Welcome to the International Phonetic Alphabet: an alphabet of SOUNDS.

The International Phonetic Alphabet (the IPA) is a set of symbols, enclosed in brackets.
Each IPA symbol stands for ONE SOUND. There may be many different spellings for the one sound: for example:

So, in IPA:

Why is the IPA useful?

  • IPA is an efficient, fairly precise shorthand
  • IPA is recognized and used world-wide
  • IPA acts as a constant across all the languages
  • IPA is applicable to any language regardless of the spellings of each sound.
  • Using IPA, the singer can identify with sound symbols all the spellings in a word

If you know the IPA, it means that you can sing in any language (like Czech) right away by consulting an up-to-date Czech dictionary and following the IPA transcriptions of the words.There are other things to learn, and IPA is not exact, but it gets you

Why use an up-to-date dictionary?
Older dictionaries each had their own system of symbols to indicate how to say the words. But the IPA symbols given below are the most up-todate and the most common across all present-day dictionaries for any language.

Below you will find a listing of IPA symbols used for the sounds of Canadian English, Italian, German and French. (An IPA for each language will be posted separately.)

By the way, Canadian English vowels are not exactly the same sounds as the Italian, German, and French vowels, but the examples listed below at least give a basis for comparison.


Sounds are divided into vowels, consonants and glides.

  • Vowels are sustained on an airflow which is uninterrupted.
  • As a consequence, vowels have the most carrying power and audibility.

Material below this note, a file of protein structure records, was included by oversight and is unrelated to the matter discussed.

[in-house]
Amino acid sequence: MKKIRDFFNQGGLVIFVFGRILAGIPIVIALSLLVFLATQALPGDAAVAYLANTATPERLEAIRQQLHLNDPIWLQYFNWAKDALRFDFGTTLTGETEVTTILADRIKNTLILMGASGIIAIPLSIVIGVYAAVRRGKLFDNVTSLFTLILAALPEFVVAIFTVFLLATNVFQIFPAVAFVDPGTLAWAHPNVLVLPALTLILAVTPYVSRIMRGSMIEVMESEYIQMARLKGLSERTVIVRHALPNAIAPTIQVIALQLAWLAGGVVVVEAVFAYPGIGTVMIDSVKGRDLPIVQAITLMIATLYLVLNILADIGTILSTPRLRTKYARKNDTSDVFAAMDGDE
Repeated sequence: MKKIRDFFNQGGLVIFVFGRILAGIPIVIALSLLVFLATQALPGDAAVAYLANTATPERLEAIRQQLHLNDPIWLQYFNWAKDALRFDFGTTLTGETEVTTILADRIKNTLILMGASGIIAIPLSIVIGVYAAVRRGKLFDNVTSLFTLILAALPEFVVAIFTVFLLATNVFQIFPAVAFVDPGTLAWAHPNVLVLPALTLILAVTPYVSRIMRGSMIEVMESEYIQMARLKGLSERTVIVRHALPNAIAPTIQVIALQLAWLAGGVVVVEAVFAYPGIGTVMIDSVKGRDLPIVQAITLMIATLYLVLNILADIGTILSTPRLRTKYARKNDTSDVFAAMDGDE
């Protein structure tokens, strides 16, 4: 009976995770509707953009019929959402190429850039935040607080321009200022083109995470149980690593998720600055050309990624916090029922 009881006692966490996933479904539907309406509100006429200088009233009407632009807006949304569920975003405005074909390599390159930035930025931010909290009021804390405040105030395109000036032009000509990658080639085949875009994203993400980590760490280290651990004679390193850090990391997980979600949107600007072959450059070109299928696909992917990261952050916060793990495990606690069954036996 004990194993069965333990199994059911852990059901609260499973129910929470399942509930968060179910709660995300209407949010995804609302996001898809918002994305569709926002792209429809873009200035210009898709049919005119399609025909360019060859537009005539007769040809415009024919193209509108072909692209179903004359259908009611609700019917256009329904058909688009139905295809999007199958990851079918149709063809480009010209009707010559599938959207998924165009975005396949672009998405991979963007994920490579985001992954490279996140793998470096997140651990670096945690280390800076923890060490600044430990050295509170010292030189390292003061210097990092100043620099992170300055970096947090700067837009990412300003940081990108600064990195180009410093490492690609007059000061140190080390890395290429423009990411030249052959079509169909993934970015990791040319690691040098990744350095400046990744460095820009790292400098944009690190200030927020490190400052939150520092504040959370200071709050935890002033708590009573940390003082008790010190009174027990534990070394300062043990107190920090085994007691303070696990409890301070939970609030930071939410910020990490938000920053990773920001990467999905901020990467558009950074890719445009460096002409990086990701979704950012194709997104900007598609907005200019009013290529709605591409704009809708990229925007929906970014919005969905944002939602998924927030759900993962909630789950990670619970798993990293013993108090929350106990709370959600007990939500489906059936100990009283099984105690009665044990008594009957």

• Consonants are produced on an airflow which is interrupted, either completely as in b/p or partially as in s/z.
  • For this reason, consonants like b/p are described as stops: consonants like s/z are called continuants.
  • Consonants enclose the vowels and allow the listener to hear the word’s boundaries and understand the meaning.

So vowels have carrying power: consonants give meaning.

  • Glides are a mixture of vowel and consonant. In glides, the airflow is constricted a little, but less so than for real consonants.



Tongue Vowels

These vowels are made with the front of the tongue moving down from the top of the
mouth. Click on each vowel symbol to listen to an MP3 Audio of the sound.

Lip Vowels
These vowels are made by gradually rounding and pushing the lips forward.

Neutral Vowels
These vowels are made with the tongue and lips in a neutral position.


Mixed (French/German)
These vowels are made with the tongue position and lip position combined.


Nasal vowels (French only)
With these vowels, air comes out the mouth and the nose.





For voiced consonants, the vocal folds vibrate. For unvoiced consonants, the vocal folds don’t vibrate.

For stop consonants, the air stops and is then released. For continuants, the air is not


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